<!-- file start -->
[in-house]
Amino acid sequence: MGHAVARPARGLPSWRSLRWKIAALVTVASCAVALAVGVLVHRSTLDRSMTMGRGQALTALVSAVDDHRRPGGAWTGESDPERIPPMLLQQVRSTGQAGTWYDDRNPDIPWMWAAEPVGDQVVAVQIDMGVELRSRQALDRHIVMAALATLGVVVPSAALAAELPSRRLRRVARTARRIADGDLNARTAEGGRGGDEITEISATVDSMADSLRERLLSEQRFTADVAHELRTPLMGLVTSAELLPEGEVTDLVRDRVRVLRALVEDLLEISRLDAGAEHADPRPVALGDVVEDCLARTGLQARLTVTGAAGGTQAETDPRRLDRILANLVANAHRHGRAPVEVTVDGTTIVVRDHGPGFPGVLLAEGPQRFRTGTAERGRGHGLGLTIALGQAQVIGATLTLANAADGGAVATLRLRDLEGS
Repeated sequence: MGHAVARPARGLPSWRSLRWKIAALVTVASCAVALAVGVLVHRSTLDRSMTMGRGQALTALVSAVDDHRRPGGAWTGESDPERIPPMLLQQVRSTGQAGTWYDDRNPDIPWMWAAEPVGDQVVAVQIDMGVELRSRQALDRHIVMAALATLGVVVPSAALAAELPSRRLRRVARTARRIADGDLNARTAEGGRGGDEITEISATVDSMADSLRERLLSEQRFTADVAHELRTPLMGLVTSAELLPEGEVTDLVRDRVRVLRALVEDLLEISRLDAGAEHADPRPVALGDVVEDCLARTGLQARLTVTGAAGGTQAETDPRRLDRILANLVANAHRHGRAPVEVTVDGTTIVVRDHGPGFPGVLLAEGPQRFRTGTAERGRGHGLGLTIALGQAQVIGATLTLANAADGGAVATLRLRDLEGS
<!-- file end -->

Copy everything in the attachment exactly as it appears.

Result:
[in-house]
Amino acid sequence: MGHAVARPARGLPSWRSLRWKIAALVTVASCAVALAVGVLVHRSTLDRSMTMGRGQALTALVSAVDDHRRPGGAWTGESDPERIPPMLLQQVRSTGQAGTWYDDRNPDIPWMWAAEPVGDQVVAVQIDMGVELRSRQALDRHIVMAALATLGVVVPSAALAAELPSRRLRRVARTARRIADGDLNARTAEGGRGGDEITEISATVDSMADSLRERLLSEQRFTADVAHELRTPLMGLVTSAELLPEGEVTDLVRDRVRVLRALVEDLLEISRLDAGAEHADPRPVALGDVVEDCLARTGLQARLTVTGAAGGTQAETDPRRLDRILANLVANAHRHGRAPVEVTVDGTTIVVRDHGPGFPGVLLAEGPQRFRTGTAERGRGHGLGLTIALGQAQVIGATLTLANAADGGAVATLRLRDLEGS
Repeated sequence: MGHAVARPARGLPSWRSLRWKIAALVTVASCAVALAVGVLVHRSTLDRSMTMGRGQALTALVSAVDDHRRPGGAWTGESDPERIPPMLLQQVRSTGQAGTWYDDRNPDIPWMWAAEPVGDQVVAVQIDMGVELRSRQALDRHIVMAALATLGVVVPSAALAAELPSRRLRRVARTARRIADGDLNARTAEGGRGGDEITEISATVDSMADSLRERLLSEQRFTADVAHELRTPLMGLVTSAELLPEGEVTDLVRDRVRVLRALVEDLLEISRLDAGAEHADPRPVALGDVVEDCLARTGLQARLTVTGAAGGTQAETDPRRLDRILANLVANAHRHGRAPVEVTVDGTTIVVRDHGPGFPGVLLAEGPQRFRTGTAERGRGHGLGLTIALGQAQVIGATLTLANAADGGAVATLRLRDLEGS